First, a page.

We have 7 seconds of silence as we try to figure out who should speak first. He does, motioning for a waiter to come to the table. The waiter brings 3 menus. My wife and I will share. He makes his order. You don’t. Asking for time. We ask for water. Only.
“So, I know you must be curious as to who I am.” He begins.
I am. Considering you did not want me to bring my wife Ma. I would like to know why a stranger is seated at this table. In what should be a private conversation. He explains. You two are married. You just celebrated 15 years together. He shows me his ring proudly. I do my best not to vomit. You left me 15 years ago.
My wife, perhaps sensing the bile building up, jumps in. Sort of bringing the meeting to order. Setting the agenda, we are here to have a conversation. Just that. No one expects healing or reconciliation. But answers are necessary.
You finally jump in. You are ready to give answers if I ask the right questions. We begin with me looking you in the eye;
“Ma, why did you leave me?”
He tries to budge in to explain it for you. I ask him to stay out of this.
“Ma, I want to know why you left.”
You had to.
Because you just had to.
These are not the answers I came here for. If you don’t want to answer my questions. I can leave. My wife stops me. Soothing me, asking for patience. Assuring me that answers that have been buried for over a decade, will need some coaxing.
“I had to leave son.”
“Yes, but why?”
You had met someone. You fell for him. And dad found out. He wanted you to end it. You would not.
“Is this the guy?” I ask pointing at the man next to you.
“You chose him over me, your son?”
“It’s not like that.”
“Then explain to me what you mean.” I must have raised my voice a little higher than necessary. The family next to our table all turn and look at us. My wife apologizes.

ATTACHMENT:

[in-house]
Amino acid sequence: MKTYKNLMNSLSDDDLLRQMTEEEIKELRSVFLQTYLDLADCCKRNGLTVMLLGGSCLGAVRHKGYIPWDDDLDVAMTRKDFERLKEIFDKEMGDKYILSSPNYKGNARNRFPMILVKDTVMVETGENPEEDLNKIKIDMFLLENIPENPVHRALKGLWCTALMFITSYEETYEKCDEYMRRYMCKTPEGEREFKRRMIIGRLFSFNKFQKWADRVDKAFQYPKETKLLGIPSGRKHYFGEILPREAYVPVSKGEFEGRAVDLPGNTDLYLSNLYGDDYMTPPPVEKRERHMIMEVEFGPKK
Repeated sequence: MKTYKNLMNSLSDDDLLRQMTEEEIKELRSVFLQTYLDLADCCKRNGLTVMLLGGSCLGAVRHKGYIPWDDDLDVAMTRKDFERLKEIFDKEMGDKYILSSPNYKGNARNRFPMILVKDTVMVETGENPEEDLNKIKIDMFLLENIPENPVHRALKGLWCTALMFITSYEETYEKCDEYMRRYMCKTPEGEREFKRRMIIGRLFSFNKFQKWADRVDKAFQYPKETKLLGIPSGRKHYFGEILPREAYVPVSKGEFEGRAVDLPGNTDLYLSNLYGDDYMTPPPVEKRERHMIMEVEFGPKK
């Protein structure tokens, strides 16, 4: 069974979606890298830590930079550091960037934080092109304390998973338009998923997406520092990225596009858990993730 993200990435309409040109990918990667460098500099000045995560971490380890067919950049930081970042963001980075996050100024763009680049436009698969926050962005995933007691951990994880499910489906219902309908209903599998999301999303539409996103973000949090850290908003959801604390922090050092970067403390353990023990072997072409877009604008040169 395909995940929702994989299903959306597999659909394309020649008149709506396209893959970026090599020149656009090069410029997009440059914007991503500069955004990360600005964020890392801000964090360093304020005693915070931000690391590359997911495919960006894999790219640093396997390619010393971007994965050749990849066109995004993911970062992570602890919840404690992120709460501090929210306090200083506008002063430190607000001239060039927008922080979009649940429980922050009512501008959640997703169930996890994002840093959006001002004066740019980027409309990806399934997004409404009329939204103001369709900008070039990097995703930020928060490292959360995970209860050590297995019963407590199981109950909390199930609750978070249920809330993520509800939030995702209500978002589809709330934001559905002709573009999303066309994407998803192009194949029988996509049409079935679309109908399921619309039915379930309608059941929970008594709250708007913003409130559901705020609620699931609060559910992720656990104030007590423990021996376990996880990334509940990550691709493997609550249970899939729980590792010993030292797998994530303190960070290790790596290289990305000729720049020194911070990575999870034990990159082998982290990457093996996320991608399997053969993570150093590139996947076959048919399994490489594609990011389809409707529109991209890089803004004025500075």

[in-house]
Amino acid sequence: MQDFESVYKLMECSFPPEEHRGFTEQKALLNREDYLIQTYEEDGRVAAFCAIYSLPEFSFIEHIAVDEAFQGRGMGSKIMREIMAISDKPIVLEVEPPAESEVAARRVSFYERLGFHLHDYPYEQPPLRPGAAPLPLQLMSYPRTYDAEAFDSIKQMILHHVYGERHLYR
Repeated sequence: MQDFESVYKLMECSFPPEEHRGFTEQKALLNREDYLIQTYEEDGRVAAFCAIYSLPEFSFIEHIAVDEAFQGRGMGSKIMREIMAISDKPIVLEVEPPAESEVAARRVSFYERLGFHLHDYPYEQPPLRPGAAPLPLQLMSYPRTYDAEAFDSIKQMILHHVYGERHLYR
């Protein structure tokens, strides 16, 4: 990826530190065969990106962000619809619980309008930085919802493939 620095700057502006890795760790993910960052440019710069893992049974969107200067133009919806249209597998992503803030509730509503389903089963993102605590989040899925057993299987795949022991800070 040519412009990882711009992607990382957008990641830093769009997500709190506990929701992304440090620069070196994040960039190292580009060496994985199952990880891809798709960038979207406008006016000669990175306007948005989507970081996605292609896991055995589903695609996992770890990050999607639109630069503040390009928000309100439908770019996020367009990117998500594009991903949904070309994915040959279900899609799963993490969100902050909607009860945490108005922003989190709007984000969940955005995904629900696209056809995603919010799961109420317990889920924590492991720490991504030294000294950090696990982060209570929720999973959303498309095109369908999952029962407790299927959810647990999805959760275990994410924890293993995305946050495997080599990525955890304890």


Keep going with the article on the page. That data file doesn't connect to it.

“Your father couldn’t accept that I could love someone other than him. So he asked me to choose, family or my lover.”
I jump in “And you chose your lover?”
“Did you ever think of me all those years Ma? 15 years is a long time, did you ever think of me?”
The waiter comes back. He places our glasses on the table, and a bottle of water next to each glass. He goes back to bring the gentleman’s order.
“So did you ever think of me?”
Because you were young. You got married young, you never got to be a girl. Away from your father and your husband. Being with this new man who was disliked by everyone who’d ever known you was freeing. Like a zoo-bred mastiff finally being let into the wild.
“And the price was leaving me?”
“Do you regret it?”
You avoid answering the question. You explain that after the high of living a new life had faded. When you two found out that you could never have your own kids. I did come to your mind. Not very often, but often enough.
“Do you regret it Ma?”
“No.” If you had to, you’d still leave again.
You say it with such finality. That, that I have to leave.
I barrel up from my chair, and before he can stop me I am up and running towards the exit. My wife following closely. Almost shoving the waiter down as we go down the stairs. Past the people coming up. I open the car, get in and I just break down. She starts the car. Eases into Kimathi street and drives.
When I come to, we are parked outside our gate. The headlights are off, My wife is staring at a bush through the darkness.
“Do you regret it?” She asks.
“Meeting her, your mother.”
Be gentle. Trying to fit again in these long-prose writing shoes.